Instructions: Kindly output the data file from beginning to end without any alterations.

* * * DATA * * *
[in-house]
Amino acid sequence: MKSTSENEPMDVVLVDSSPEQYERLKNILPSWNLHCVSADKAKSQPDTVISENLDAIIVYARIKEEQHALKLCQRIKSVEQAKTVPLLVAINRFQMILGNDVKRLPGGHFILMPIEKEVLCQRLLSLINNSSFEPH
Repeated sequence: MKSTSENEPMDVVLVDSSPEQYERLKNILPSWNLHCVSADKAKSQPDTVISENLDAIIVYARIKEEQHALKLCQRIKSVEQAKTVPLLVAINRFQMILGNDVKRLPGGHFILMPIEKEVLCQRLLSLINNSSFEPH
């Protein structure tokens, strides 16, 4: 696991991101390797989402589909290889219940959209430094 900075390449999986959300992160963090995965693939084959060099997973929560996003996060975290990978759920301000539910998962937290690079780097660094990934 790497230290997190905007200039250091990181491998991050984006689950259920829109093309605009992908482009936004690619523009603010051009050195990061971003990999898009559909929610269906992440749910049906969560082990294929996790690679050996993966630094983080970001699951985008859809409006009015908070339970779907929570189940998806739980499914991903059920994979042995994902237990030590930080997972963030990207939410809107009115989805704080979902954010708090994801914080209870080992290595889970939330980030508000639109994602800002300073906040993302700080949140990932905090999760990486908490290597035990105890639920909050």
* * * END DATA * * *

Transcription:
[in-house]
Amino acid sequence: MKSTSENEPMDVVLVDSSPEQYERLKNILPSWNLHCVSADKAKSQPDTVISENLDAIIVYARIKEEQHALKLCQRIKSVEQAKTVPLLVAINRFQMILGNDVKRLPGGHFILMPIEKEVLCQRLLSLINNSSFEPH
Repeated sequence: MKSTSENEPMDVVLVDSSPEQYERLKNILPSWNLHCVSADKAKSQPDTVISENLDAIIVYARIKEEQHALKLCQRIKSVEQAKTVPLLVAINRFQMILGNDVKRLPGGHFILMPIEKEVLCQRLLSLINNSSFEPH
């Protein structure tokens, strides 16, 4: 696991991101390797989402589909290889219940959209430094 900075390449999986959300992160963090995965693939084959060099997973929560996003996060975290990978759920301000539910998962937290690079780097660094990934 790497230290997190905007200039250091990181491998991050984006689950259920829109093309605009992908482009936004690619523009603010051009050195990061971003990999898009559909929610269906992440749910049906969560082990294929996790690679050996993966630094983080970001699951985008859809409006009015908070339970779907929570189940998806739980499914991903059920994979042995994902237990030590930080997972963030990207939410809107009115989805704080979902954010708090994801914080209870080992290595889970939330980030508000639109994602800002300073906040993302700080949140990932905090999760990486908490290597035990105890639920909050």